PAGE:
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Answered 2017-03-04 19:06:18

If it is a fair coin, the probability is 1/2.

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1/2, or 50% since you are only asking what the probability of the last outcome is.


The probability of a coin landing on heads is 0.5. It does not matter which toss it is, and it does not matter what the toss history was.


the probability of getting heads-heads-heads if you toss a coin three times is 1 out of 9.


The probability of flipping Heads on a coin is 1 - a certainty - if the coin is flipped often enough. On a single toss of a fair coin the probability is 1/2.


No, when you toss a coin there is a 50 percent chance it will land heads up.



When you toss a coin and it lands on its edge.


The probability is 0%. The result will be heads or it will be tails but it cannot be heads and tails.


The probability is 0.5 regardless how many times you toss the coin."



50% or 1/2. There is 1 heads on a coin (numerator) There are 2 sides on a coin (denominator)


If it is a fair coin, the probability is exactly 50%. The coin has no memory of what it did in the last flip. ■



The probability that a coin will result in heads in any one toss is 1/2. If you toss the coin three times, the probability that the coin will turn up heads each time is 1/2 x 1/2 x 1/2 or 1/8, which is 12.5%.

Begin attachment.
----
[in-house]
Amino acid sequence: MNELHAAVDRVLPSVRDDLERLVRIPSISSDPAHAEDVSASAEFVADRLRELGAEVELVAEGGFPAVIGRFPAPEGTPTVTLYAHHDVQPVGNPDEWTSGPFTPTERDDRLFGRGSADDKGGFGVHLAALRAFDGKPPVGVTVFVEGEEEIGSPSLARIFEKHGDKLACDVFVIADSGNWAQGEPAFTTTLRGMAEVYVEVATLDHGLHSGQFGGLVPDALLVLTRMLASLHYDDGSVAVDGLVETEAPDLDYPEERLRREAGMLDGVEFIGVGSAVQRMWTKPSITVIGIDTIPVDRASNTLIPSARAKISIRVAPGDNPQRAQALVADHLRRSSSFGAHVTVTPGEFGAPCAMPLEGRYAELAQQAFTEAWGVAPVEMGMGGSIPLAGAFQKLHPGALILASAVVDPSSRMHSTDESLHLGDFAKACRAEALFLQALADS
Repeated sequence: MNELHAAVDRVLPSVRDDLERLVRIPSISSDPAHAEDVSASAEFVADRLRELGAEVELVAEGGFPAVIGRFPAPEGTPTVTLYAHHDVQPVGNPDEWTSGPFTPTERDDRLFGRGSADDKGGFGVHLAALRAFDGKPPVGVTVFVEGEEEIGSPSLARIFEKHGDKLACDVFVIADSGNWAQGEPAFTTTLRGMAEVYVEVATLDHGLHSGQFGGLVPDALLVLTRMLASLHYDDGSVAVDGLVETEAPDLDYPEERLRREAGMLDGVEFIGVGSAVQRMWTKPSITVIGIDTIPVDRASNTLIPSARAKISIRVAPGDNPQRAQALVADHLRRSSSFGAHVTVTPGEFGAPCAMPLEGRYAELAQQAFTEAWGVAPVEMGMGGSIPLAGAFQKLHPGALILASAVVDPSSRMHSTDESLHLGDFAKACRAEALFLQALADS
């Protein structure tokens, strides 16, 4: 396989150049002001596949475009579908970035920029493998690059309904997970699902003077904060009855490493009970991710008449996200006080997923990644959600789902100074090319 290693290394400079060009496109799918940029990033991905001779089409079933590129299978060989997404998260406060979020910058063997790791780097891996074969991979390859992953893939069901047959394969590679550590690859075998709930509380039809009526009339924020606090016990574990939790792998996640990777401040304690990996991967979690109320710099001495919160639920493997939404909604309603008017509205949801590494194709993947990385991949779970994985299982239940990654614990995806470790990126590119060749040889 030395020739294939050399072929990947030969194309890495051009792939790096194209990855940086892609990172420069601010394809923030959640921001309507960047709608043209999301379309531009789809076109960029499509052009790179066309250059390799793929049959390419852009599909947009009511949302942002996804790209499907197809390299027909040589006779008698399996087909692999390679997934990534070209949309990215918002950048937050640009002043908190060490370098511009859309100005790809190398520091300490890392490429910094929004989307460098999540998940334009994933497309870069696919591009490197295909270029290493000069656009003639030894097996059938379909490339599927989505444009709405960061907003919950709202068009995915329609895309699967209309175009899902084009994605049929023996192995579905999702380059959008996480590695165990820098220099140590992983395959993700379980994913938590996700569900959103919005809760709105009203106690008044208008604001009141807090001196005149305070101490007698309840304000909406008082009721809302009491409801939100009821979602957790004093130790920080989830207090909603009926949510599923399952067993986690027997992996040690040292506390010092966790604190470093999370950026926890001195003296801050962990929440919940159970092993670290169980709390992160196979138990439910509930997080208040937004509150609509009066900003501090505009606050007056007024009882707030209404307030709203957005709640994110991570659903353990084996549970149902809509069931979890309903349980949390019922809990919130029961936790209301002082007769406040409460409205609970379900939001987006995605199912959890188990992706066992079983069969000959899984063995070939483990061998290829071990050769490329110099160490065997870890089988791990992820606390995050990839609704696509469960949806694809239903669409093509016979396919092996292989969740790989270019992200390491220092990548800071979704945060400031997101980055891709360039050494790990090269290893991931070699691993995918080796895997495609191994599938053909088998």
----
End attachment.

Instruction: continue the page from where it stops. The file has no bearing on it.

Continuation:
It is 100%. The coin will result in heads or tails since there are no other possible outcomes.



1/2 Because there is one side with heads (1/) and the total sides (/2)



the probability is actually not quite even. It would actually land heads 495 out of 1000 times because the heads side is slightly heavier



The answer depends on how many times the coin is tossed. The probability is zero if the coin is tossed only once! Making some assumptions and rewording your question as "If I toss a fair coin twice, what is the probability it comes up heads both times" then the probability of it being heads on any given toss is 0.5, and the probability of it being heads on both tosses is 0.5 x 0.5 = 0.25. If you toss it three times and want to know what the probability of it being heads exactly twice is, then the calculation is more complicated, but it comes out to 0.375.



Since there are 2 outcomes for a coin toss, and you will toss the coin 3 times the number of outcomes are 23 or 8. Since H-T-H can occur only 1 way, the probability of the H-T-H sequence is 1/8.


The number of times a coin is tossed does not alter the probability of getting heads, which is 50% in every case, as long as the coin has not been rigged (i.e., a double-headed coin, a weighted coin) to alter the result.



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